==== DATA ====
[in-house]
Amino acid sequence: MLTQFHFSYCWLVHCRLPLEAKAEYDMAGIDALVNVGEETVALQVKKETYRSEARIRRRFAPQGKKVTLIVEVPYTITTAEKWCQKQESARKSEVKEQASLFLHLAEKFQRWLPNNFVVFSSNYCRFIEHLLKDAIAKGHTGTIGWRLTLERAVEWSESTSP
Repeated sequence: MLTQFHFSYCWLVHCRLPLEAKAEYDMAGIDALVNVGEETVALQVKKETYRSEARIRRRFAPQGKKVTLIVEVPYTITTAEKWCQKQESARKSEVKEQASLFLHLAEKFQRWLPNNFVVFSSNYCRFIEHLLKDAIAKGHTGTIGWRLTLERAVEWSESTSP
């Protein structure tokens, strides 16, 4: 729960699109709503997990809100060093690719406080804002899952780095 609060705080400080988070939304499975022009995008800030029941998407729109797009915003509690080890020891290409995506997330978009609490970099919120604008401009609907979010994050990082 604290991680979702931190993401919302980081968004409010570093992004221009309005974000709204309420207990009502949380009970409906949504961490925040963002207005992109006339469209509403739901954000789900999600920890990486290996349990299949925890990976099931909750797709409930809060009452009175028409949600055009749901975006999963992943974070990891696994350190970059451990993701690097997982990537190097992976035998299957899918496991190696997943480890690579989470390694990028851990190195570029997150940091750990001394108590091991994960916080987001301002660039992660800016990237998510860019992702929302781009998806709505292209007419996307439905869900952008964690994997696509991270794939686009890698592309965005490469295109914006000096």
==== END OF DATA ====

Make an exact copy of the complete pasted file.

[in-house]
Amino acid sequence: MLTQFHFSYCWLVHCRLPLEAKAEYDMAGIDALVNVGEETVALQVKKETYRSEARIRRRFAPQGKKVTLIVEVPYTITTAEKWCQKQESARKSEVKEQASLFLHLAEKFQRWLPNNFVVFSSNYCRFIEHLLKDAIAKGHTGTIGWRLTLERAVEWSESTSP
Repeated sequence: MLTQFHFSYCWLVHCRLPLEAKAEYDMAGIDALVNVGEETVALQVKKETYRSEARIRRRFAPQGKKVTLIVEVPYTITTAEKWCQKQESARKSEVKEQASLFLHLAEKFQRWLPNNFVVFSSNYCRFIEHLLKDAIAKGHTGTIGWRLTLERAVEWSESTSP
């Protein structure tokens, strides 16, 4: 729960699109709503997990809100060093690719406080804002899952780095 609060705080400080988070939304499975022009995008800030029941998407729109797009915003509690080890020891290409995506997330978009609490970099919120604008401009609907979010994050990082 604290991680979702931190993401919302980081968004409010570093992004221009309005974000709204309420207990009502949380009970409906949504961490925040963002207005992109006339469209509403739901954000789900999600920890990486290996349990299949925890990976099931909750797709409930809060009452009175028409949600055009749901975006999963992943974070990891696994350190970059451990993701690097997982990537190097992976035998299957899918496991190696997943480890690579989470390694990028851990190195570029997150940091750990001394108590091991994960916080987001301002660039992660800016990237998510860019992702929302781009998806709505292209007419996307439905869900952008964690994997696509991270794939686009890698592309965005490469295109914006000096």